"For a highly aggressive, relapsed DLBCL that was chemo refractory, to have a complete response to non-chemotherapeutic agents was for us very, very unusual to see," said Jeyasekharan.

Overall, out of 17 patients who tried off-label treatment with QPOP-guided therapies, five achieved a complete response, three had a partial response, and the remaining nine had stable disease. There were seven treatment-related toxicities of grade 3 or higher.

One of the more surprising findings from the study, in Jeyasekharan's view, was that some combinations were not predictable based on previously established single-agent activity. Rather, in some cases, the algorithm came up with combinations whose benefits added up to more than the sum of the parts.

Chow said the group's next step will be a clinical trial in T-cell lymphoma comparing outcomes for a group of patients on QPOP-guided therapy against how those same patients did on prior lines of treatment or against a control arm of patients receiving physician's choice of therapy. They're aiming to begin this trial next year. More broadly, Jeyasekharan and Chow would like to apply the QPOP protocol to predicting therapeutic combinations for other cancers and expand the drugs in the assay to include immunotherapy drugs.

Meanwhile, plans are already in motion to commercialize the QPOP platform. The National University of Singapore has spun out Kyan Therapeutics to lead these efforts, with Chow as a cofounder and former pharma executive Hugo Saavedra as CEO.

Chow envisions the QPOP platform becoming available as a laboratory-developed test. Saavedra said Kyan is setting up a commercial laboratory in Singapore, which will test cancer patients across Asia. The company has ambitions to offer testing to patients in other countries, too, and is cultivating partnerships that would allow it to scale up operations in the Middle East, Latin America, and the US.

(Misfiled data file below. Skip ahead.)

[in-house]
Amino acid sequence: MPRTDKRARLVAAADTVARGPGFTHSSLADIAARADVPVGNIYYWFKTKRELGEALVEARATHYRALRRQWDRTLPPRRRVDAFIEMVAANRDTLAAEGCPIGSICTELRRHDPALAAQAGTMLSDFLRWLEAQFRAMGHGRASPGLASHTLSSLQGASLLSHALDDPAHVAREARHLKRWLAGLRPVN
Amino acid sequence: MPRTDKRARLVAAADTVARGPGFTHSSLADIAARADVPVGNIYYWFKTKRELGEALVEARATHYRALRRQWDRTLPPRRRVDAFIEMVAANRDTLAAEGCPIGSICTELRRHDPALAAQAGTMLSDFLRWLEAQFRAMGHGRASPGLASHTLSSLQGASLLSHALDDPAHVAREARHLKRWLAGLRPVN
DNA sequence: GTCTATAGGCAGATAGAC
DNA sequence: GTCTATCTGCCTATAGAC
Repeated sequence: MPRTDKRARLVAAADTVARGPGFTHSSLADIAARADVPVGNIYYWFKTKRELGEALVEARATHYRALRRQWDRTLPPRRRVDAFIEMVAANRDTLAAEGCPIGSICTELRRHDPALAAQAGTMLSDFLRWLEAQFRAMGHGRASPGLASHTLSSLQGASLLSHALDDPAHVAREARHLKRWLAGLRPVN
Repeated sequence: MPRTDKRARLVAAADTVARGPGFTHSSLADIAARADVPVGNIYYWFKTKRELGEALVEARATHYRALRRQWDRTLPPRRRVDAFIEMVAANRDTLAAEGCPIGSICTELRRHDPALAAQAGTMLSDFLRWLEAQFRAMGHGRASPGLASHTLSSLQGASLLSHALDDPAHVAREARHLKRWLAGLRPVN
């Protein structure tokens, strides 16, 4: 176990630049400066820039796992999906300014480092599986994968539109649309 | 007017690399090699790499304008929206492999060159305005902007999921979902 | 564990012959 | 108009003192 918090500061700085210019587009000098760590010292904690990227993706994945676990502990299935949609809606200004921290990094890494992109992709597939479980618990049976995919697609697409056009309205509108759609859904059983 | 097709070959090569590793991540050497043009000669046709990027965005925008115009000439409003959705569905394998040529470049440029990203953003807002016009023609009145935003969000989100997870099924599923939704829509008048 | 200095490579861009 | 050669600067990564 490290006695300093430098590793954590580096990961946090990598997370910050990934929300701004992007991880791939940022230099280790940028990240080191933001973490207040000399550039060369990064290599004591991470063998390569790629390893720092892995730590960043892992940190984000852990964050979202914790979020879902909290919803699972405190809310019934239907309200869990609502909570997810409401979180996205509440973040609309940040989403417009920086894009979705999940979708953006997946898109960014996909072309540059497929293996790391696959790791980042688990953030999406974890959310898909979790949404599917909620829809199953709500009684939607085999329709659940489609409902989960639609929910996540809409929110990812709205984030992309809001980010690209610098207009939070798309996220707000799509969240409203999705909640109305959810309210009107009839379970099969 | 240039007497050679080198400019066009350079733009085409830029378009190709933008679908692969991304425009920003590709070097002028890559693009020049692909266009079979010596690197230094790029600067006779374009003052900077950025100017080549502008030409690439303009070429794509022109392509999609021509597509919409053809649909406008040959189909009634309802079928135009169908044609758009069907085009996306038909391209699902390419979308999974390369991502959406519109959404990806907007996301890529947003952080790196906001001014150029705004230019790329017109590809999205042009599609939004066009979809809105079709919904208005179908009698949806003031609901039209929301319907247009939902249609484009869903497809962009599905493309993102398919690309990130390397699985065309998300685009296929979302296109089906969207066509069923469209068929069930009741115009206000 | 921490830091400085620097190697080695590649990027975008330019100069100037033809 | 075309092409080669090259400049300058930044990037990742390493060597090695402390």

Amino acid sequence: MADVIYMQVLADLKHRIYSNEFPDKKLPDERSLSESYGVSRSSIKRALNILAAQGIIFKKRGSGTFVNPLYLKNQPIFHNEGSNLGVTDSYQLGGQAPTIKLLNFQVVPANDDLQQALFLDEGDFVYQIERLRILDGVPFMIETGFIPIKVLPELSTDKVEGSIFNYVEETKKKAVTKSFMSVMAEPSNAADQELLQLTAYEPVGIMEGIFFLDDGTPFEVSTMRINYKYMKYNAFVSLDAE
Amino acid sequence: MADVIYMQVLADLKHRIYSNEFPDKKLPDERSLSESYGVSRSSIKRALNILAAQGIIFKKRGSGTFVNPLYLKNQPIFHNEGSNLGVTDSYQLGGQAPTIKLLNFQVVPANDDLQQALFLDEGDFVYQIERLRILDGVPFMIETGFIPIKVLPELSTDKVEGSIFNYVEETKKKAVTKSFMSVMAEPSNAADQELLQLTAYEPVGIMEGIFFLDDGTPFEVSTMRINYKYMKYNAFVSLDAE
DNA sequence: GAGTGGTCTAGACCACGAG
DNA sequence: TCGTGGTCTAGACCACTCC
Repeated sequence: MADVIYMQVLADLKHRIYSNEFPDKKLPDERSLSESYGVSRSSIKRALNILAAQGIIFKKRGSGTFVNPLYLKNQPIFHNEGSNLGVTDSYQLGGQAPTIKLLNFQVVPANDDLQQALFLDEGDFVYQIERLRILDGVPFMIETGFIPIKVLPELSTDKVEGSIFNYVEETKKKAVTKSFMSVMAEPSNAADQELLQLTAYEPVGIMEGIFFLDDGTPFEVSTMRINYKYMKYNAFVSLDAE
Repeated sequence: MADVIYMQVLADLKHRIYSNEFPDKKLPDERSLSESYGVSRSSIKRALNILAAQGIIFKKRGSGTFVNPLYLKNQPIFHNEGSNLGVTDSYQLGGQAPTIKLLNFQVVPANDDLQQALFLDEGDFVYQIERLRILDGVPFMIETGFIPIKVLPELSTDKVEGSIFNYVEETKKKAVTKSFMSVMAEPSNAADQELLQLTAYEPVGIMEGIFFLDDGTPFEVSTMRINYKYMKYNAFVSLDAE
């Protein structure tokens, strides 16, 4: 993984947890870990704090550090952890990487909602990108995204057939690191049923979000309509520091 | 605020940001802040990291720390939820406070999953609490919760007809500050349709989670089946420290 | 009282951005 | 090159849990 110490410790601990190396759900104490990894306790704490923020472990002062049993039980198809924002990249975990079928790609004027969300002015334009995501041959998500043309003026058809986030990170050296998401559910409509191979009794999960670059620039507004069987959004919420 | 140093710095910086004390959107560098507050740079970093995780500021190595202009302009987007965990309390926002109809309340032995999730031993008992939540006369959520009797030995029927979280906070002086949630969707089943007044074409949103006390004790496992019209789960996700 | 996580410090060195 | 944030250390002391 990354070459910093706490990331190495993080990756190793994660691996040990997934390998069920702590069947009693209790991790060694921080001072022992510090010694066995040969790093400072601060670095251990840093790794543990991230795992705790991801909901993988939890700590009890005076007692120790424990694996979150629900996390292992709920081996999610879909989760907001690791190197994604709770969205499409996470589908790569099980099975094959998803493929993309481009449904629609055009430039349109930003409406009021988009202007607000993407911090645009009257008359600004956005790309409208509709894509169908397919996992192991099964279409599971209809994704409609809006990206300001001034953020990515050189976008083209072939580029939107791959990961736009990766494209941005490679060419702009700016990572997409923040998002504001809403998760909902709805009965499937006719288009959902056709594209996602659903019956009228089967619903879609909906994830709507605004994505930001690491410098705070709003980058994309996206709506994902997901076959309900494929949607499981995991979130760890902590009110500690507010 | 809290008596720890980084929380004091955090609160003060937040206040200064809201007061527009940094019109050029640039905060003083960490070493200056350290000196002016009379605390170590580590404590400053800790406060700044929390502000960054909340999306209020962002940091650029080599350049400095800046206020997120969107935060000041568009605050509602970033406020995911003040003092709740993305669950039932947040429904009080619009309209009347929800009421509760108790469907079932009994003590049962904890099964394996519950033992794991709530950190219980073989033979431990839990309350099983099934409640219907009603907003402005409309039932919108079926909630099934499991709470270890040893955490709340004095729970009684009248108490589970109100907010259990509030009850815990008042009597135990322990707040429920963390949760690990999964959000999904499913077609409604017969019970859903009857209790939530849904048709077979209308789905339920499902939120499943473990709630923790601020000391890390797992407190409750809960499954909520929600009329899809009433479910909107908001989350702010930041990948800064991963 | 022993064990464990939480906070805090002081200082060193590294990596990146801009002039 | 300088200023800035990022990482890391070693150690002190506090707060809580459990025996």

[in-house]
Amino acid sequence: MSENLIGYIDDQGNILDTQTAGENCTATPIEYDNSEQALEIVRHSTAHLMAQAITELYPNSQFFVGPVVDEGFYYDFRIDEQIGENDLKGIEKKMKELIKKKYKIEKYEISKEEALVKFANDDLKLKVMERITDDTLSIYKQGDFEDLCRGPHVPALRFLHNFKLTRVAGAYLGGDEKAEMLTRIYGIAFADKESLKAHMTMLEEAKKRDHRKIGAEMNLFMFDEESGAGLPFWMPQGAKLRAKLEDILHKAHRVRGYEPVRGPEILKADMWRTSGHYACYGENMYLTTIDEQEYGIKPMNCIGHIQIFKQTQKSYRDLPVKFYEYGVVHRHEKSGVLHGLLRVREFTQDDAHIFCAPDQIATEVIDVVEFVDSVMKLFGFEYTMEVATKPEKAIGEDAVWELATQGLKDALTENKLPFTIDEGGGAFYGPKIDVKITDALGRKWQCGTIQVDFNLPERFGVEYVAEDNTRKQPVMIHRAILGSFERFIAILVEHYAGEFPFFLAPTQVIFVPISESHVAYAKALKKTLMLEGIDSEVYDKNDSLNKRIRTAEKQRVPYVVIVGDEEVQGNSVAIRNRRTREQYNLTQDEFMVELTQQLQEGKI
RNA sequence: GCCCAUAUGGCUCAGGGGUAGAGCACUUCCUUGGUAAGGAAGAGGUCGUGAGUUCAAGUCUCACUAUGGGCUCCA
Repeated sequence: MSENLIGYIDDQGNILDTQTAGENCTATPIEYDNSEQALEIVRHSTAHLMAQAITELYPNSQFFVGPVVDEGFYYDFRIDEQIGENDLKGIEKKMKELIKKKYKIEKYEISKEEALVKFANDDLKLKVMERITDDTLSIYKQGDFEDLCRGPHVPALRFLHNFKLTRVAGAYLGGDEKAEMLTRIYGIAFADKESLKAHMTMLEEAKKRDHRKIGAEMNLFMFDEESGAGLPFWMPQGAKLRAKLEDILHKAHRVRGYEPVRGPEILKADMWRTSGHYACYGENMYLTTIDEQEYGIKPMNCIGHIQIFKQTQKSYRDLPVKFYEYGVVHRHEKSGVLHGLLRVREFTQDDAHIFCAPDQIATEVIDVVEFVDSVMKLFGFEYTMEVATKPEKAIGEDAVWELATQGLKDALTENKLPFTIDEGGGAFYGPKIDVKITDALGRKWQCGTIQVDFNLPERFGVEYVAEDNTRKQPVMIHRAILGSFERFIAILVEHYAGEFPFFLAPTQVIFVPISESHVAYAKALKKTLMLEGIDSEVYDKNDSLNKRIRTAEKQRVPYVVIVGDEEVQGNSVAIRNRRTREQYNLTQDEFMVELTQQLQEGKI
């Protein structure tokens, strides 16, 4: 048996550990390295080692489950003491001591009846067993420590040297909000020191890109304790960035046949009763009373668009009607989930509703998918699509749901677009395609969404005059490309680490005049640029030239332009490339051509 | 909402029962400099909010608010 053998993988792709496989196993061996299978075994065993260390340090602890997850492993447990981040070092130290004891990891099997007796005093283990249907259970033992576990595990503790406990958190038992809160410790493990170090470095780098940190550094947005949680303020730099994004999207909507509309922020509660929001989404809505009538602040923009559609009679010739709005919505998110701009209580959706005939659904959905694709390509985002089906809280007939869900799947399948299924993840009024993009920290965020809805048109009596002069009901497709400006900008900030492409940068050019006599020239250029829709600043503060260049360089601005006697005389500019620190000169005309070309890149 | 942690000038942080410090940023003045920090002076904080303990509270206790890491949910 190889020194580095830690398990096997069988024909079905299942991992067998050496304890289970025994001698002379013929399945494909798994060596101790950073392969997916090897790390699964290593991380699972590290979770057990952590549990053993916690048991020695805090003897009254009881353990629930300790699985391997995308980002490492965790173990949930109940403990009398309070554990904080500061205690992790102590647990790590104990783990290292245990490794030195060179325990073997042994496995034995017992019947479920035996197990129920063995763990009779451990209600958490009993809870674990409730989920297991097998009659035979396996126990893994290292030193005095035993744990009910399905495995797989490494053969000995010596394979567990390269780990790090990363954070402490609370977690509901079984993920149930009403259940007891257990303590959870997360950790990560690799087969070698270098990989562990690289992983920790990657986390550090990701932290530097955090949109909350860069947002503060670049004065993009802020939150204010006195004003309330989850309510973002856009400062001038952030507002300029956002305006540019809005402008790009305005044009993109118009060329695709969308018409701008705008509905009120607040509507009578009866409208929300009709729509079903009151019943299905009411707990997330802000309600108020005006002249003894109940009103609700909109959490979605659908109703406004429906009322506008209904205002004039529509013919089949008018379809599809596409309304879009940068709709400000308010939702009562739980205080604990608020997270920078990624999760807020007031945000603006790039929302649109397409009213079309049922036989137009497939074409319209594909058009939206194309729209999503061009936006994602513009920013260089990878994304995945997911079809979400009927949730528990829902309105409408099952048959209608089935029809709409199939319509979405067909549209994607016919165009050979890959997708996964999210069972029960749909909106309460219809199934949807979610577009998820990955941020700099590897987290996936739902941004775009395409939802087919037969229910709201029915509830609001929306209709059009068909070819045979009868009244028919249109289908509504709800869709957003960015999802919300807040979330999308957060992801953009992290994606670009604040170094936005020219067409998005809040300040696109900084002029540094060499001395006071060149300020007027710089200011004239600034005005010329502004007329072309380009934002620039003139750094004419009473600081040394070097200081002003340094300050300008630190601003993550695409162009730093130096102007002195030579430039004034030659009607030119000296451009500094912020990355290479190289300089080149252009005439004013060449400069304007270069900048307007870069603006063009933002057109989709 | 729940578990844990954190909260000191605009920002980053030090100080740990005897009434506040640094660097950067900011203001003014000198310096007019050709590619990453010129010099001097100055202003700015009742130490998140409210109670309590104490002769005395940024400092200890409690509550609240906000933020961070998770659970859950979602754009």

And there are plans to test QPOP's capabilities in solid tumor settings. In May, the company partnered with Singapore-based Curie Oncology to launch a clinical trial involving patients with colorectal and gastric cancers. "These expansion plans will support our mission to bridge the cancer care gap by continuously expanding the validation of our platform to reach more patients around the world," said Saavedra.

It's unclear how the adoption of the QPOP platform, which can lead to off-label treatment for patients, will be impacted by recent changes within Singapore's public health system.

According to Jeyasekharan, cancer patients in the public health system previously had a monthly subsidy for cancer care, and off-label therapies could be prescribed as long as their cost fit within that subsidy.

As of this year, the public health system has transitioned to be more similar to the system in the UK or Australia, where certain drugs are subsidized for certain indications that have significant public health benefit. However, out-of-pocket payment or coverage by private insurance for the off-label therapies is "theoretically doable," Jeyasekharan said.

He also sees a potential benefit for patients that don't have access to newer, more expensive drugs or to clinical trials. "Our hope is that we can gain a bit more experience with this and also provide patients here certain options by bringing together combinations of older drugs that may be applicable to them," Jeyasekharan said.